Note:  Do not rely on this information. It is very old.


Cantilever, in Engineering, is a special type of girder which, since its introduction on the Forth Bridge, is being generally adopted on girder bridges of large span all over the world. Essentially it means a girder fixed at one end and free at the other. The free ends of two cantilevers pointing towards each other may be connected by placing a smaller girder across, each free end supporting half the weight of the girder. The greatest strength of section is wanted at the fixed end, and consequently large cantilevers cannot be made uniform for their whole length, but must taper towards the free end. They are usually made of steel, and, as with ordinary metal girders, open lattice-work is used to brace the top and bottom booms together. On the Forth Bridge cantilevers are placed back to back so as to form three double brackets and therefore four spans, each bracket being balanced by the symmetrical disposition of its two cantilevers.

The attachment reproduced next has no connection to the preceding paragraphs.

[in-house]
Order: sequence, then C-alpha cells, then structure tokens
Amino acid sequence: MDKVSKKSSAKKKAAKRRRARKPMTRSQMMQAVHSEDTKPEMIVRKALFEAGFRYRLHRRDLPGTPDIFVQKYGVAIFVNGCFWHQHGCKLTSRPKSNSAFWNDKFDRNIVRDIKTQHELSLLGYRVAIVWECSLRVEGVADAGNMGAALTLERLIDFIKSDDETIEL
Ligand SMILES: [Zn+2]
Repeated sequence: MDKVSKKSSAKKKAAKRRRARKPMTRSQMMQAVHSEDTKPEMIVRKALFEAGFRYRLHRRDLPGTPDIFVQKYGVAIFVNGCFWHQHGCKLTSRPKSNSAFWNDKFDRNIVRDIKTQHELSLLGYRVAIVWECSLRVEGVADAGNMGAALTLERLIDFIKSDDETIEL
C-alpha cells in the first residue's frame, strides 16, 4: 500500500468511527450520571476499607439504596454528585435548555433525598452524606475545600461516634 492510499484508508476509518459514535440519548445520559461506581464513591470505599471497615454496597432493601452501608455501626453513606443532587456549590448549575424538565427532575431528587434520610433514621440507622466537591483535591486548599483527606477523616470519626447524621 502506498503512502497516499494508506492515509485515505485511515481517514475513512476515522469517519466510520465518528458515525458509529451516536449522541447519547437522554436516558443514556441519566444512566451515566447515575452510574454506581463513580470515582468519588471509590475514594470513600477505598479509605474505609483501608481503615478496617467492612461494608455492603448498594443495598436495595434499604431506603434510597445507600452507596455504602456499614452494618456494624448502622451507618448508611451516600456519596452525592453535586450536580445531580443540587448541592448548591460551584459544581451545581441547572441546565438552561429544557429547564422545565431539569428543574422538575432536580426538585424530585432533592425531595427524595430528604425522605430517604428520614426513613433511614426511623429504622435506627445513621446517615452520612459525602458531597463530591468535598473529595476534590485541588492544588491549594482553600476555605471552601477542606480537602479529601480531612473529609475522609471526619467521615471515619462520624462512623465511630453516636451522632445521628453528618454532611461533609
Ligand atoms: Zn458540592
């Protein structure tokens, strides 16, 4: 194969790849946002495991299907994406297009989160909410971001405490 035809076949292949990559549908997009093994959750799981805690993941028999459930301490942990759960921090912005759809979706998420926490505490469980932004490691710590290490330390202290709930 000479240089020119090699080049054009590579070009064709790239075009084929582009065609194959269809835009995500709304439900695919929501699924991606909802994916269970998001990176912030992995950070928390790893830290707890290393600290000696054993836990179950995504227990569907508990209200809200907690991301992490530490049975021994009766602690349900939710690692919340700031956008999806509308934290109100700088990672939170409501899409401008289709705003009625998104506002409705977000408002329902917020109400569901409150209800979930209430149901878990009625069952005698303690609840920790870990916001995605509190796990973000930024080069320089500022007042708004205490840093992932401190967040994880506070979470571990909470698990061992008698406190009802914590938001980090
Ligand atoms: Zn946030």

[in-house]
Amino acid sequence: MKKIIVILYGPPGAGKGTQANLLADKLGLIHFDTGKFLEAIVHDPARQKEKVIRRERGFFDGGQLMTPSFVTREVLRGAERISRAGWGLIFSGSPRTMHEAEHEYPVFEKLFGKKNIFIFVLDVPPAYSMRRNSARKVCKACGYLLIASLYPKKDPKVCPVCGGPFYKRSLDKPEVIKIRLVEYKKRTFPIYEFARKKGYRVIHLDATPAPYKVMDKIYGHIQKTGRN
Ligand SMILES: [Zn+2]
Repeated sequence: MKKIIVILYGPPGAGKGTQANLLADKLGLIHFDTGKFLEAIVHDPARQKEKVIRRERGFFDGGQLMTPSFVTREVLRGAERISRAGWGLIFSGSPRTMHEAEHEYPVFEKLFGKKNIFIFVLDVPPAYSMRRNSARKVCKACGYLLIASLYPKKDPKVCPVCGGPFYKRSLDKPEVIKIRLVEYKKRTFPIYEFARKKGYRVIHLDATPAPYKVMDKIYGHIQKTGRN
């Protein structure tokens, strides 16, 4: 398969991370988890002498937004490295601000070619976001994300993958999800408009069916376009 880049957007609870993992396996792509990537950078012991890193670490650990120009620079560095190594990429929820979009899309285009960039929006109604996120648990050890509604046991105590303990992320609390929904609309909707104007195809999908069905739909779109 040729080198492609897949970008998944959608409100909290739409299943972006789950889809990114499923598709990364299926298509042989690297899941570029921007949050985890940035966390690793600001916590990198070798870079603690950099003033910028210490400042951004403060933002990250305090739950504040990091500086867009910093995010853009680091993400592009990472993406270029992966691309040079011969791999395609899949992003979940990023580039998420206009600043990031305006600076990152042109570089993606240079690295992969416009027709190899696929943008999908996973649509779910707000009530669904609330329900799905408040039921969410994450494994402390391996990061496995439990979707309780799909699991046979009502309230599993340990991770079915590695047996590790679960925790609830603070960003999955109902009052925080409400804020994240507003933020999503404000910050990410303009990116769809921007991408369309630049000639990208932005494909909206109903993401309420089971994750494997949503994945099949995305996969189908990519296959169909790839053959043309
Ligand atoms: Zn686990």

“By this all men will know that you are my disciples, if you love one another.”
– Jesus, John 13:35